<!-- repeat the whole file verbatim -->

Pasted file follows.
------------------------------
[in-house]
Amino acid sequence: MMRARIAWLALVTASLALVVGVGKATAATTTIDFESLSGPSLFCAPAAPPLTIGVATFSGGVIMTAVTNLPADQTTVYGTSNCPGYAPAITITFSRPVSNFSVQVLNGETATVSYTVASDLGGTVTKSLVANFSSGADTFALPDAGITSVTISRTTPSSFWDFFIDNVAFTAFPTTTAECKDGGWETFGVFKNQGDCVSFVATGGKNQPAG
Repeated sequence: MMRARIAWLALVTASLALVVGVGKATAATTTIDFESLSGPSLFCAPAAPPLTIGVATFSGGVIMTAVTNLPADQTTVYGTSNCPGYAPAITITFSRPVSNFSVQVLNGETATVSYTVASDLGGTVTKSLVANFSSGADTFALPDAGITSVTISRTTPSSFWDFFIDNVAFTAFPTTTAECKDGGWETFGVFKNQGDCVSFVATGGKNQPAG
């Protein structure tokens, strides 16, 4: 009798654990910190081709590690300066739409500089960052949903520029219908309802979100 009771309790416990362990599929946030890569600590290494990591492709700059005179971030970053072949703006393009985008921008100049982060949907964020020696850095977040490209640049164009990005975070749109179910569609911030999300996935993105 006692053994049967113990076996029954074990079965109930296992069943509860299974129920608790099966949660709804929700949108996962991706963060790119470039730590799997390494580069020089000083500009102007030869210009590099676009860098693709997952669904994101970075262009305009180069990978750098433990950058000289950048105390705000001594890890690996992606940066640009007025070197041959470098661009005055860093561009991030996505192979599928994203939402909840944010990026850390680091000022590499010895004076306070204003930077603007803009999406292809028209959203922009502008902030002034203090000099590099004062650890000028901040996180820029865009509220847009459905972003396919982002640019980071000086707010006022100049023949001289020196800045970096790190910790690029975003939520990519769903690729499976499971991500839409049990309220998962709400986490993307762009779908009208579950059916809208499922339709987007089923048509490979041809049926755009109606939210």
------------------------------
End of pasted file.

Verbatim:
[in-house]
Amino acid sequence: MMRARIAWLALVTASLALVVGVGKATAATTTIDFESLSGPSLFCAPAAPPLTIGVATFSGGVIMTAVTNLPADQTTVYGTSNCPGYAPAITITFSRPVSNFSVQVLNGETATVSYTVASDLGGTVTKSLVANFSSGADTFALPDAGITSVTISRTTPSSFWDFFIDNVAFTAFPTTTAECKDGGWETFGVFKNQGDCVSFVATGGKNQPAG
Repeated sequence: MMRARIAWLALVTASLALVVGVGKATAATTTIDFESLSGPSLFCAPAAPPLTIGVATFSGGVIMTAVTNLPADQTTVYGTSNCPGYAPAITITFSRPVSNFSVQVLNGETATVSYTVASDLGGTVTKSLVANFSSGADTFALPDAGITSVTISRTTPSSFWDFFIDNVAFTAFPTTTAECKDGGWETFGVFKNQGDCVSFVATGGKNQPAG
């Protein structure tokens, strides 16, 4: 009798654990910190081709590690300066739409500089960052949903520029219908309802979100 009771309790416990362990599929946030890569600590290494990591492709700059005179971030970053072949703006393009985008921008100049982060949907964020020696850095977040490209640049164009990005975070749109179910569609911030999300996935993105 006692053994049967113990076996029954074990079965109930296992069943509860299974129920608790099966949660709804929700949108996962991706963060790119470039730590799997390494580069020089000083500009102007030869210009590099676009860098693709997952669904994101970075262009305009180069990978750098433990950058000289950048105390705000001594890890690996992606940066640009007025070197041959470098661009005055860093561009991030996505192979599928994203939402909840944010990026850390680091000022590499010895004076306070204003930077603007803009999406292809028209959203922009502008902030002034203090000099590099004062650890000028901040996180820029865009509220847009459905972003396919982002640019980071000086707010006022100049023949001289020196800045970096790190910790690029975003939520990519769903690729499976499971991500839409049990309220998962709400986490993307762009779908009208579950059916809208499922339709987007089923048509490979041809049926755009109606939210």